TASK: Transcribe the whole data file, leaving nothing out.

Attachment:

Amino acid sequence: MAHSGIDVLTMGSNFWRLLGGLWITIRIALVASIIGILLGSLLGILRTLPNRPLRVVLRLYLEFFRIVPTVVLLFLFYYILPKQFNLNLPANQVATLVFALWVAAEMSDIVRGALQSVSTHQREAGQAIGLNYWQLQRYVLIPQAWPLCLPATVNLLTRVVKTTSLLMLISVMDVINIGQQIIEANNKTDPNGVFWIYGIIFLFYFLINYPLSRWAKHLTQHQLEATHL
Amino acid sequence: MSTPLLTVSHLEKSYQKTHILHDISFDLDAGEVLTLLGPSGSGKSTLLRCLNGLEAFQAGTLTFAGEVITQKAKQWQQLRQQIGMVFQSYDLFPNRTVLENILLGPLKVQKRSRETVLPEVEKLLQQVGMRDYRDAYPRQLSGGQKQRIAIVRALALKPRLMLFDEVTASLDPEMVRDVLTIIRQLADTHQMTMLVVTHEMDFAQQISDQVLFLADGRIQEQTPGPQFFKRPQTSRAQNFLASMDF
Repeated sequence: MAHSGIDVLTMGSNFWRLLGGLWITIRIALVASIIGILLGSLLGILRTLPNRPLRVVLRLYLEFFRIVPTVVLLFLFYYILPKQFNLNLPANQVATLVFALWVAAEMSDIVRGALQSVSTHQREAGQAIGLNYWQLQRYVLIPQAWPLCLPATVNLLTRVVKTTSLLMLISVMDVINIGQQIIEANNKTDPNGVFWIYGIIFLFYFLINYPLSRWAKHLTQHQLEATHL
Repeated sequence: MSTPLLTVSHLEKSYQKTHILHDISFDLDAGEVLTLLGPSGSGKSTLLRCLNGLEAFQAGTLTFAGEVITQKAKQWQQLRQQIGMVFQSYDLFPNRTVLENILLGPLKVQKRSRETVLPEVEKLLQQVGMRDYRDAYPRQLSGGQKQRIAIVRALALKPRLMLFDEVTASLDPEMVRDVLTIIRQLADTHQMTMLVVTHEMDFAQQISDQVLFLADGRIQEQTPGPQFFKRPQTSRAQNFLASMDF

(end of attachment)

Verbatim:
Amino acid sequence: MAHSGIDVLTMGSNFWRLLGGLWITIRIALVASIIGILLGSLLGILRTLPNRPLRVVLRLYLEFFRIVPTVVLLFLFYYILPKQFNLNLPANQVATLVFALWVAAEMSDIVRGALQSVSTHQREAGQAIGLNYWQLQRYVLIPQAWPLCLPATVNLLTRVVKTTSLLMLISVMDVINIGQQIIEANNKTDPNGVFWIYGIIFLFYFLINYPLSRWAKHLTQHQLEATHL
Amino acid sequence: MSTPLLTVSHLEKSYQKTHILHDISFDLDAGEVLTLLGPSGSGKSTLLRCLNGLEAFQAGTLTFAGEVITQKAKQWQQLRQQIGMVFQSYDLFPNRTVLENILLGPLKVQKRSRETVLPEVEKLLQQVGMRDYRDAYPRQLSGGQKQRIAIVRALALKPRLMLFDEVTASLDPEMVRDVLTIIRQLADTHQMTMLVVTHEMDFAQQISDQVLFLADGRIQEQTPGPQFFKRPQTSRAQNFLASMDF
Repeated sequence: MAHSGIDVLTMGSNFWRLLGGLWITIRIALVASIIGILLGSLLGILRTLPNRPLRVVLRLYLEFFRIVPTVVLLFLFYYILPKQFNLNLPANQVATLVFALWVAAEMSDIVRGALQSVSTHQREAGQAIGLNYWQLQRYVLIPQAWPLCLPATVNLLTRVVKTTSLLMLISVMDVINIGQQIIEANNKTDPNGVFWIYGIIFLFYFLINYPLSRWAKHLTQHQLEATHL
Repeated sequence: MSTPLLTVSHLEKSYQKTHILHDISFDLDAGEVLTLLGPSGSGKSTLLRCLNGLEAFQAGTLTFAGEVITQKAKQWQQLRQQIGMVFQSYDLFPNRTVLENILLGPLKVQKRSRETVLPEVEKLLQQVGMRDYRDAYPRQLSGGQKQRIAIVRALALKPRLMLFDEVTASLDPEMVRDVLTIIRQLADTHQMTMLVVTHEMDFAQQISDQVLFLADGRIQEQTPGPQFFKRPQTSRAQNFLASMDF